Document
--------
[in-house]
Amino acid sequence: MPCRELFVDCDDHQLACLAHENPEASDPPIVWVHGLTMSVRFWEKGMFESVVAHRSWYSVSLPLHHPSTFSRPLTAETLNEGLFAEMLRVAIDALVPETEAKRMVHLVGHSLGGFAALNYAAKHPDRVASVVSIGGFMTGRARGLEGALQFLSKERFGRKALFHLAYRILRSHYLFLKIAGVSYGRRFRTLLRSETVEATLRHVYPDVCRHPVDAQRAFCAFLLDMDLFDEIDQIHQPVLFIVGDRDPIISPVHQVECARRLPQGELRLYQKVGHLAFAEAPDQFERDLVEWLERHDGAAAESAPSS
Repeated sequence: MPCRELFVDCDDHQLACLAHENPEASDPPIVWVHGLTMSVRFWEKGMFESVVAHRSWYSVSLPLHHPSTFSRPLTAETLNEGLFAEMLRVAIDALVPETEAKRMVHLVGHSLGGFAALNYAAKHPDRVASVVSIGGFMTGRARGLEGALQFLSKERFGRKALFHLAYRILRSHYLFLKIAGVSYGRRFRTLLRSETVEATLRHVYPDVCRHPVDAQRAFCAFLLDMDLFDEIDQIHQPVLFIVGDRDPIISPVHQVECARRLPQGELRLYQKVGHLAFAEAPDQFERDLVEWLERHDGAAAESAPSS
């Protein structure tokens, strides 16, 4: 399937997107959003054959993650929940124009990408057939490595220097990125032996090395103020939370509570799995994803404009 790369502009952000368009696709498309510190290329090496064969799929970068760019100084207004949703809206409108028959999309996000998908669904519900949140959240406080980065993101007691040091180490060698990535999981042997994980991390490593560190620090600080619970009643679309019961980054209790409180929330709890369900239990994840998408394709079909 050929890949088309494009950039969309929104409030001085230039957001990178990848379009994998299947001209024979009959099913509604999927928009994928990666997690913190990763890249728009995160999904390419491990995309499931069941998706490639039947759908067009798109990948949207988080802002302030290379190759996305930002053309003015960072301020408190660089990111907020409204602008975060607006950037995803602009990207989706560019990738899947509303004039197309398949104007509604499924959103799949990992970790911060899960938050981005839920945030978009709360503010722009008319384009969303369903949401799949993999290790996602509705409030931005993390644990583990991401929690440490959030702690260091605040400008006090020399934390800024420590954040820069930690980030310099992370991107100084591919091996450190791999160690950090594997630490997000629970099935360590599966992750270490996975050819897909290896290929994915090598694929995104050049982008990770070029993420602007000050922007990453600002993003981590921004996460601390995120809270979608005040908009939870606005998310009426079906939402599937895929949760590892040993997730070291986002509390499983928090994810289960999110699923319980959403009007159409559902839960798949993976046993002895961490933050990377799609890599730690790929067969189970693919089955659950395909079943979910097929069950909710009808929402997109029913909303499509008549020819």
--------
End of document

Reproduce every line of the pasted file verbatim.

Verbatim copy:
[in-house]
Amino acid sequence: MPCRELFVDCDDHQLACLAHENPEASDPPIVWVHGLTMSVRFWEKGMFESVVAHRSWYSVSLPLHHPSTFSRPLTAETLNEGLFAEMLRVAIDALVPETEAKRMVHLVGHSLGGFAALNYAAKHPDRVASVVSIGGFMTGRARGLEGALQFLSKERFGRKALFHLAYRILRSHYLFLKIAGVSYGRRFRTLLRSETVEATLRHVYPDVCRHPVDAQRAFCAFLLDMDLFDEIDQIHQPVLFIVGDRDPIISPVHQVECARRLPQGELRLYQKVGHLAFAEAPDQFERDLVEWLERHDGAAAESAPSS
Repeated sequence: MPCRELFVDCDDHQLACLAHENPEASDPPIVWVHGLTMSVRFWEKGMFESVVAHRSWYSVSLPLHHPSTFSRPLTAETLNEGLFAEMLRVAIDALVPETEAKRMVHLVGHSLGGFAALNYAAKHPDRVASVVSIGGFMTGRARGLEGALQFLSKERFGRKALFHLAYRILRSHYLFLKIAGVSYGRRFRTLLRSETVEATLRHVYPDVCRHPVDAQRAFCAFLLDMDLFDEIDQIHQPVLFIVGDRDPIISPVHQVECARRLPQGELRLYQKVGHLAFAEAPDQFERDLVEWLERHDGAAAESAPSS
């Protein structure tokens, strides 16, 4: 399937997107959003054959993650929940124009990408057939490595220097990125032996090395103020939370509570799995994803404009 790369502009952000368009696709498309510190290329090496064969799929970068760019100084207004949703809206409108028959999309996000998908669904519900949140959240406080980065993101007691040091180490060698990535999981042997994980991390490593560190620090600080619970009643679309019961980054209790409180929330709890369900239990994840998408394709079909 050929890949088309494009950039969309929104409030001085230039957001990178990848379009994998299947001209024979009959099913509604999927928009994928990666997690913190990763890249728009995160999904390419491990995309499931069941998706490639039947759908067009798109990948949207988080802002302030290379190759996305930002053309003015960072301020408190660089990111907020409204602008975060607006950037995803602009990207989706560019990738899947509303004039197309398949104007509604499924959103799949990992970790911060899960938050981005839920945030978009709360503010722009008319384009969303369903949401799949993999290790996602509705409030931005993390644990583990991401929690440490959030702690260091605040400008006090020399934390800024420590954040820069930690980030310099992370991107100084591919091996450190791999160690950090594997630490997000629970099935360590599966992750270490996975050819897909290896290929994915090598694929995104050049982008990770070029993420602007000050922007990453600002993003981590921004996460601390995120809270979608005040908009939870606005998310009426079906939402599937895929949760590892040993997730070291986002509390499983928090994810289960999110699923319980959403009007159409559902839960798949993976046993002895961490933050990377799609890599730690790929067969189970693919089955659950395909079943979910097929069950909710009808929402997109029913909303499509008549020819």